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Feb. 28, 2013 Volume 34, No. 21

Professor’s passion for Asian pottery informs his counseling instruction

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ASIA AND POTTERY Puncky Heppner recently returned from Taiwan, where he escorted a group of Mizzou counseling psychology students and spoke to Taiwanese students about his research in cross-cultural understanding. Photo by Rachel Coward.


Curators Professor helped establish a student exchange program

Puncky Heppner’s MU office is a calm space. A designated tea station hugs a corner showcasing mugs of different colors and shapes. Scenic photos of Rocky Mountain National Park hang on the wall. Asian-inspired art pieces are strategically placed. 

Most interesting is the Asian-style wood-fired pottery resting on a bookshelf. 

Heppner, Curators Professor in Education, School and Counseling Psychology, has been making pottery for more than 20 years. “Throwing” pottery is a passion for him. 

To some degree, Heppner’s love of Asian pottery helped lead him to a deeper understanding of human psychology. In 2005, he created an MU exchange program for counseling psychology students. As recently as January, Heppner and students visited a Taiwan university as part of the exchange program, and Heppner gave lectures on cross-cultural understanding.  

To develop the exchange program, Heppner first had to let go of some preconceived notions, he said, much like how he relinquishes control when creating Asian pottery.

Creating pottery

Heppner started making pottery in the early 1990s. Soon he was experimenting with various pottery types, and wood-fired pottery’s organic appearance especially intrigued him. 

Bede Clarke, an MU professor of art, taught Heppner the intricacies of wood-fired pottery. One day he said to Heppner, “Let’s build a kiln.” Heppner had never even fired one before.

Over a few months, the two men and some friends built a catenary arch wood-burning kiln in Heppner’s country back yard. When it’s fired up, flames and black smoke spew above the 30-foot chimney. As a courtesy, he warns his neighbors beforehand.

Eventually, the ash that rushed across the kiln and stuck like a birthmark to each vessel began to look artistic. And each pot looked unique, even when fired in the same kiln at the same time.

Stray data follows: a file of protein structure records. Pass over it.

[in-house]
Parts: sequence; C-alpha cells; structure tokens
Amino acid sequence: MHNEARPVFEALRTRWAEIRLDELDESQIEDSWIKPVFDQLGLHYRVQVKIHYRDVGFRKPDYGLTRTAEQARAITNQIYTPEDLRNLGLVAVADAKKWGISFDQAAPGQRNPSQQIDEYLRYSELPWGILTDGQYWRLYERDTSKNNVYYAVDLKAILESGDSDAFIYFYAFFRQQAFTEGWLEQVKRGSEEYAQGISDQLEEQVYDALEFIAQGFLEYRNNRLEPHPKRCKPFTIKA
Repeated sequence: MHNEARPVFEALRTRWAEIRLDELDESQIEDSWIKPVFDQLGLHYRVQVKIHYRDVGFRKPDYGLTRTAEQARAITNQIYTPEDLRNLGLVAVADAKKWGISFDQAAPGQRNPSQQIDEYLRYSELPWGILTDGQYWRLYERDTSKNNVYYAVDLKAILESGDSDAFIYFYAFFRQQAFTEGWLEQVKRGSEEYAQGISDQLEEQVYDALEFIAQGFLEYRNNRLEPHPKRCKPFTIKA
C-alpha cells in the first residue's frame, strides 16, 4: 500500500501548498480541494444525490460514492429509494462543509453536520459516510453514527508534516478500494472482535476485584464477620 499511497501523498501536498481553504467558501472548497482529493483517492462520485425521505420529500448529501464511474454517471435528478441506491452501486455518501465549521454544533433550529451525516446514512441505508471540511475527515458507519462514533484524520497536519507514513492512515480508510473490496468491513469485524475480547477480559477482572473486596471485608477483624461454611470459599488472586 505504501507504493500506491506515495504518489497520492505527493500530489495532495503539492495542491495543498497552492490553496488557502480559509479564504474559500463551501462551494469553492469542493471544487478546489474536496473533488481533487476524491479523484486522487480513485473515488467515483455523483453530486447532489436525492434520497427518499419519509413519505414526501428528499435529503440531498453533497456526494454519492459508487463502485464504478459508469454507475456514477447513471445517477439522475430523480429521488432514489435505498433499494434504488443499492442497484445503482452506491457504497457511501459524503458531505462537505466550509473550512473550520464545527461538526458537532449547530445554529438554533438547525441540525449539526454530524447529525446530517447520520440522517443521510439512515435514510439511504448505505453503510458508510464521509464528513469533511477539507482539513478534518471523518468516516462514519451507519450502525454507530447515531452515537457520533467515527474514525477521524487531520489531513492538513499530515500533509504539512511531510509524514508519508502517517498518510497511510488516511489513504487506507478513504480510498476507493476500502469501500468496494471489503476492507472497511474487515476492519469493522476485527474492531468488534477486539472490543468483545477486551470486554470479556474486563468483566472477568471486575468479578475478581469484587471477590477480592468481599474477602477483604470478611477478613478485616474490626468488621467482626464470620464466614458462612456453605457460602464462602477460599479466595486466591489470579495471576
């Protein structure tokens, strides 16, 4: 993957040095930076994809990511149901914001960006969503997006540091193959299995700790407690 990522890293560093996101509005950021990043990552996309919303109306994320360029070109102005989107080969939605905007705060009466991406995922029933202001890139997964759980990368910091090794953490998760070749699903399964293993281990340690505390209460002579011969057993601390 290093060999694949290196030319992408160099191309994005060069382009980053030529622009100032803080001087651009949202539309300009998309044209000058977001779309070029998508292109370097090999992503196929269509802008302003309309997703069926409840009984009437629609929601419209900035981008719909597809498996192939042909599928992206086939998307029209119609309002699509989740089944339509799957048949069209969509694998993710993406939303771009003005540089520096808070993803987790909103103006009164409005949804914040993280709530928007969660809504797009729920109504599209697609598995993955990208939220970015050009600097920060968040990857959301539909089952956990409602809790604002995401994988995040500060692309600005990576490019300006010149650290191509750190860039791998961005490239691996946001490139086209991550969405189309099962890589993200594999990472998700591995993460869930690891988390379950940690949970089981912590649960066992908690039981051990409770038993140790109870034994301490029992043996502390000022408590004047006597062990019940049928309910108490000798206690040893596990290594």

As Heppner’s pottery skills developed over the years, his interest in the psychology of Asian culture grew.

Asian psychology

As early as 1989, Heppner’s work in counseling psychology was drawing interest in Asia. That year, Hsinti Lin, a professor at Chung Hua University in Taiwan, was reading up on Heppner’s research, especially his studies on how people cope with stress. 

Lin invited Heppner to a two-week conference. He wanted Heppner to visit Taiwan and present his counseling psychology research. While there, the MU professor discovered that what he believed were truths about counseling were not applicable in Taiwan. For example, in the United States, when two people argue, they will likely confront each other in a moment of passion. But this isn’t necessarily the case in Taiwan, Heppner said. 

Emotional control is important in Taiwanese culture. If people act on their emotions and confront someone, it is considered a weakness. 

Also, interaction between counselors and Taiwanese patients are different. In Taiwan, people want direct solutions from their counselors, Heppner said. In America, counselors serve more as listeners.

Essentially, counseling isn’t a one-approach-fits-all field, Heppner learned. A Taiwanese counselor must be aware of the culture’s values and expectations. “I was overgeneralizing in psychology,” Heppner said. “After being there, I could see there are different societal values.”

Based on these experiences, Heppner helped create eight years ago an exchange program between MU and the National Taiwan Normal University for counseling psychology students. 

Mizzou students travel to Taiwan for two weeks to attend lectures, socialize with Taiwanese students and faculty, and explore a new culture. Heppner gives lectures on these trips and meets with students about their experiences.

Over the years, Heppner became more aware of the connection between creating wood-fired pottery and visiting Asian cultures.

“In wood-fired pottery you give up a lot of control,” Heppner said. “You can’t control where the ash falls, and a lot of very beautiful things happen.”

Likewise, “when you cross a cultural border you sometimes have to let go of control because you’re an outsider,” Heppner said. “Very beautiful things happen when you do that.”

— Ashley Carman